I know there have been several posts asking the same or similar questions, but I haven't been able to grasp this from reading any existing questions. My question is: why does gravity cause time dilation? To be a bit more specific about what I'm confused about, let me give my current understanding, and hopefully someone can explain to me where I'm wrong.
My current understanding is that although we think of our motion as being through three spatial dimensions, we are also moving through a fourth dimension - time - in a very similar way. Although time appears to be different, it is actually very similar to the spatial dimensions, and together they make up "spacetime". All matter in the universe causes spacetime to "curve", based on how much mass there is. This is why planets orbit the sun - they are really just trying to follow an inertial "straight line", but that straight line is curved due to the curvature of spacetime (this "curved straight line" is called a geodesic). This explains why objects that are already moving appear to "change direction" in the presence of other massive objects - the effect known as gravity.
Additionally, an object that is not already moving, like an apple hanging from a tree, will fall to the earth when its stem breaks off from the tree. This is similar to the reason objects orbit - the apple is "changing directions" to follow the curved spacetime. Although it did not appear to be moving, it actually was - but through the time dimension, not through any of the three spatial dimensions. Because spacetime is curved, the apple does not move straight through the time dimension anymore - it follows a curved geodesic, which curves a bit off the time axis and into the spatial axes.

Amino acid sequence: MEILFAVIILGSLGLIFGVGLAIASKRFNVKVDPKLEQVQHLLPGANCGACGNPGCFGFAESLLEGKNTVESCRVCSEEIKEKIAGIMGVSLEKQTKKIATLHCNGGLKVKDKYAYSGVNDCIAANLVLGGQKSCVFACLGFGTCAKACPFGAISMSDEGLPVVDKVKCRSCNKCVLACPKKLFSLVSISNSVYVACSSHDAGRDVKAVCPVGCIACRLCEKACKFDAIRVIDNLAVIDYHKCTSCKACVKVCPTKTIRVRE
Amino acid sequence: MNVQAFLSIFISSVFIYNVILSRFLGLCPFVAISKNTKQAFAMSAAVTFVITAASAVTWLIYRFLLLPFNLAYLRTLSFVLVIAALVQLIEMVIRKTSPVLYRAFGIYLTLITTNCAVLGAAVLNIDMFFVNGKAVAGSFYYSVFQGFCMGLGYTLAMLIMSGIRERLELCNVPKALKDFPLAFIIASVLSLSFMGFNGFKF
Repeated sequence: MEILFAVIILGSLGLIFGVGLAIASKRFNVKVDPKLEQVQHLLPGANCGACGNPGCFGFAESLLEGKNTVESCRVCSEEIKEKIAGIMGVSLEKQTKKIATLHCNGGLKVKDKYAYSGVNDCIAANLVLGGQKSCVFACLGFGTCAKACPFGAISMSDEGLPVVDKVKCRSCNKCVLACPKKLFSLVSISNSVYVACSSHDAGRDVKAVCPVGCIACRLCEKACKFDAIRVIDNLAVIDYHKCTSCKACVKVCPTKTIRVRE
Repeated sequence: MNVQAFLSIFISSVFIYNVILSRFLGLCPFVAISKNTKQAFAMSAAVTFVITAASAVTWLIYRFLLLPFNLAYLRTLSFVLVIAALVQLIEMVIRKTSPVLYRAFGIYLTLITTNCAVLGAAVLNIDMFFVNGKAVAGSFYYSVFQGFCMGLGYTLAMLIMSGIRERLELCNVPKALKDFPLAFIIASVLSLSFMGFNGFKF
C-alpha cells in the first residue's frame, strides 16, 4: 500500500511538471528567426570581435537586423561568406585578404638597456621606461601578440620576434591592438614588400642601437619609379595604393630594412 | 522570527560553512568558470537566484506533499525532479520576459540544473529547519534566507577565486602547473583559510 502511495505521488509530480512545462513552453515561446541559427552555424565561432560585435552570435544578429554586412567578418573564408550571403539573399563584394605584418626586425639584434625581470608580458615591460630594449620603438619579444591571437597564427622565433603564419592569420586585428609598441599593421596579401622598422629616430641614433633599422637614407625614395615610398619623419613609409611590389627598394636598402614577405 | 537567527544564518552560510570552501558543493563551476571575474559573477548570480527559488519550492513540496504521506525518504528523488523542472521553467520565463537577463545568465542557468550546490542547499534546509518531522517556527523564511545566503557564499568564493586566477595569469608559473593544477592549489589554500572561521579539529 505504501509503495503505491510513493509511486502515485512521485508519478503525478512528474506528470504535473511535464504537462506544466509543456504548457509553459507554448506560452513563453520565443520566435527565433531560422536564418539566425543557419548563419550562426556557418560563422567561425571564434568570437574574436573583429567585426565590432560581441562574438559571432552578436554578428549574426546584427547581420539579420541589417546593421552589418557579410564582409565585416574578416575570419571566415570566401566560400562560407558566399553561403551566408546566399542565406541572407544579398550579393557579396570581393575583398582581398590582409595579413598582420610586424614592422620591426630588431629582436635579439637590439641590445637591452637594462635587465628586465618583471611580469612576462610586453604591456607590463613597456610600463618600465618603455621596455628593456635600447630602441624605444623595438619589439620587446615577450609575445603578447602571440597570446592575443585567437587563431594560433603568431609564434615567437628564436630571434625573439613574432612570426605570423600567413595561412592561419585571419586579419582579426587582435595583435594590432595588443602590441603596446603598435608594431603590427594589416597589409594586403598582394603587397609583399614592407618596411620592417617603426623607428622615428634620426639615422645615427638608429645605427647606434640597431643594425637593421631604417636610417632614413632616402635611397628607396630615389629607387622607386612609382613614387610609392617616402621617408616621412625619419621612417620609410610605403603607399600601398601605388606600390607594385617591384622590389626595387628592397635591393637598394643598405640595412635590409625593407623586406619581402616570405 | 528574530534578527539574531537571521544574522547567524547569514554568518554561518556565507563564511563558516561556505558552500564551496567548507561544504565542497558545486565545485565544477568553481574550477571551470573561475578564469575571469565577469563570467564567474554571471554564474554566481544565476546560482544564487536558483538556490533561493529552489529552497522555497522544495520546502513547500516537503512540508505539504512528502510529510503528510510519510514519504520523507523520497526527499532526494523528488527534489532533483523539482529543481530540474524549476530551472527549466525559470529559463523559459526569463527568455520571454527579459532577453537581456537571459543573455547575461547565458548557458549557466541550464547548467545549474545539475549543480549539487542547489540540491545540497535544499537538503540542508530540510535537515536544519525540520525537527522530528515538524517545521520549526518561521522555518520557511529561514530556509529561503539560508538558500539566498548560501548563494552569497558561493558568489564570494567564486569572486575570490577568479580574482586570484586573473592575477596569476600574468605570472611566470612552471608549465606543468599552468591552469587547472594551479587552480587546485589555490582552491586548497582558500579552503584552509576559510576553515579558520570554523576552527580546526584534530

The more massive the object is, the more curved the geodesic will be - and the more the apple will deviate from the time axis. The component of its motion along the time axis will get smaller, meaning it will "age" less slowly. In other words, due to the curved spacetime, the spatial dimensions are "stealing away" motion from the time dimension. This also explains why when objects move faster, time slows down - they are "stealing" motion in the time dimension to add more motion to the spatial dimensions, so that the four components always add up to the same number.
This is where I feel my understanding falls apart. Before the apple fell, it was held onto the tree by its stem. This was preventing it from moving in the spatial dimensions, and so all of its motion stayed along the time axis. Yet since it is still in the presence of a gravitational field, it experiences time dilation; time moves more slowly, even though the spatial dimensions are not "stealing" motion from the time dimension. Why is this?
The only thing I can think of is that spacetime not only curves, but stretches - so although the apple is still only moving along the time dimension, the axis is stretched out - so it needs to travel "further" to get to the same point, in effect slowing down time.